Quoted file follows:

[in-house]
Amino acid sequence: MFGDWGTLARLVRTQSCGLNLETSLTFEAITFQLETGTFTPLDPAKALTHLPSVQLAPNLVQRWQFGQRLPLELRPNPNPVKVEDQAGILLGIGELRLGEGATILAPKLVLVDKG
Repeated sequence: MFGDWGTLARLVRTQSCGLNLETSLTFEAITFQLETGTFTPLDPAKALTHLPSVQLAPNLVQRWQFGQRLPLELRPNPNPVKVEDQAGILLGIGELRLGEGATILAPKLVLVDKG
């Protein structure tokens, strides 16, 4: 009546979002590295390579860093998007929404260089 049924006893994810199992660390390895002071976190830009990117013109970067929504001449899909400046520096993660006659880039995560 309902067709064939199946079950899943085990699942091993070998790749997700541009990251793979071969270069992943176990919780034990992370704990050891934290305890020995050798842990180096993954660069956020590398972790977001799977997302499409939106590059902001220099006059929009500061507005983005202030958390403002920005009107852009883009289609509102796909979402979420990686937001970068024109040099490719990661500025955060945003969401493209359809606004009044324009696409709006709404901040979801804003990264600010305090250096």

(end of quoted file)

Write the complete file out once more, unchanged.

[in-house]
Amino acid sequence: MFGDWGTLARLVRTQSCGLNLETSLTFEAITFQLETGTFTPLDPAKALTHLPSVQLAPNLVQRWQFGQRLPLELRPNPNPVKVEDQAGILLGIGELRLGEGATILAPKLVLVDKG
Repeated sequence: MFGDWGTLARLVRTQSCGLNLETSLTFEAITFQLETGTFTPLDPAKALTHLPSVQLAPNLVQRWQFGQRLPLELRPNPNPVKVEDQAGILLGIGELRLGEGATILAPKLVLVDKG
């Protein structure tokens, strides 16, 4: 009546979002590295390579860093998007929404260089 049924006893994810199992660390390895002071976190830009990117013109970067929504001449899909400046520096993660006659880039995560 309902067709064939199946079950899943085990699942091993070998790749997700541009990251793979071969270069992943176990919780034990992370704990050891934290305890020995050798842990180096993954660069956020590398972790977001799977997302499409939106590059902001220099006059929009500061507005983005202030958390403002920005009107852009883009289609509102796909979402979420990686937001970068024109040099490719990661500025955060945003969401493209359809606004009044324009696409709006709404901040979801804003990264600010305090250096």